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2013: let the minority rule

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Gains made by minority groups will probably be for what historians best remember 2013. That and how groups manipulated data to encourage the masses to think the few were many when in fact some were statistically irrelevant.

Advances by gays and lesbians in Maryland, and several other states, in same sex marriage is a prime example. Even when voters overruled liberal lawmakers, the Supreme Court stepped in to overrule the people. (So much for government by the people.)

The Supremes also overruled a federal law defining a marriage as a sanction between a man and a woman. Afterwards, flip-floppers Sen. Ben Cardin (D-MD) and House Minority Whip Steny Hoyer (D-MD) each praised the ruling even though they and the entire state delegation voted in favor of the Defense of Marriage Act in 1996.

How does public opinion, thus policy, change so fast? Much of it has to do with how groups inflate their size through propaganda giving the public the illusion they are more important than actual numbers suggest.

For example, surveys Gallup conducted in 2002 and 2011, found that members of the American public massively overestimated how many people are gay or lesbian, according to The Atlantic. In 2002, a quarter of those surveyed guessed upwards of a quarter of Americans were gay or lesbian. By 2011, that misperception had only grown, with more than a third of those surveyed now guessing that more than 25 percent of Americans are gay or lesbian.

Data from the Williams Institute at the UCLA School of Law 2011 found less than 2 percent of Americans are gay or lesbian.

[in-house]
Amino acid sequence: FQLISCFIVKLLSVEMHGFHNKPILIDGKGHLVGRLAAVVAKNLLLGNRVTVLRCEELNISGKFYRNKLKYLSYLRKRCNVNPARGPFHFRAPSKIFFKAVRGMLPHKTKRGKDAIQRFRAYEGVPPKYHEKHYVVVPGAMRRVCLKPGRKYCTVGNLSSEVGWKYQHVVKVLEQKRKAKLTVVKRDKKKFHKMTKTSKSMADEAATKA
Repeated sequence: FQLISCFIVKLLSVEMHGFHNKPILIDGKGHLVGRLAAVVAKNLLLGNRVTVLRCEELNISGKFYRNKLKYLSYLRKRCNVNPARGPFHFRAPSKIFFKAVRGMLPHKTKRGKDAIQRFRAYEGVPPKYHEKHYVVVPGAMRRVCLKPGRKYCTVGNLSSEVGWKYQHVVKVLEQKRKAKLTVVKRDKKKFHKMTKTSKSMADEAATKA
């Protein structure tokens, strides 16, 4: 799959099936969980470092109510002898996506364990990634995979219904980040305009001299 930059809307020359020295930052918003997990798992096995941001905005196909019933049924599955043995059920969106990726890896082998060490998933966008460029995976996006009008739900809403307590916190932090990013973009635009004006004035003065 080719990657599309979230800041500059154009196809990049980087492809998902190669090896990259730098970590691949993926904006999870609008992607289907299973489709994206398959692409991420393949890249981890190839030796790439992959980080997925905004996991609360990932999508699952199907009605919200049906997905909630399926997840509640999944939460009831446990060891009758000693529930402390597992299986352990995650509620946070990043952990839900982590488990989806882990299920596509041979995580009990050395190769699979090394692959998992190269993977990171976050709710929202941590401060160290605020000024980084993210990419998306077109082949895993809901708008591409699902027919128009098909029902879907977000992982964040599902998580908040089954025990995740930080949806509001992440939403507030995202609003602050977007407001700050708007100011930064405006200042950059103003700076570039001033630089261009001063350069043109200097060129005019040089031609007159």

Compare the gains above, earlier in the year, to the backlash against A&E Network when it suspended Phi Robertson for saying homosexuality is a sin, according to the Bible.

After gay advocacy groups forced the network to make a rash rush to judgment, many of those 97 percent of straight Americans sounded off and put their wallets away. Within days the real majority ruled.

The same is true for immigration statistics. Some claim 11 or 12 million undocumented persons are in the United States, other claim 40 t0 50 million. If one is unemployed or competing against a firm hiring illegal immigrants, that person wants U.S. law upheld rigedly.

It is not just about border control. Consider Prince George’s County, MD, where Latino representatives are demanding leadership positions in schools and on the school board.

Almost 23 percent of the nearly 124,000 students in the county schools are Latino. Among the 204 schools in the county system, there is just one Latino principal. As of 2010, just 2 percent of the system’s 9,000 teachers were Latino.

Because of the numbers, Latinos want more power in leadership. What about the quality of education? Is there a pattern of Latinos being discriminated against when they apply? Should illegal aliens be considered for these government jobs? What are they trying to teach the kids?

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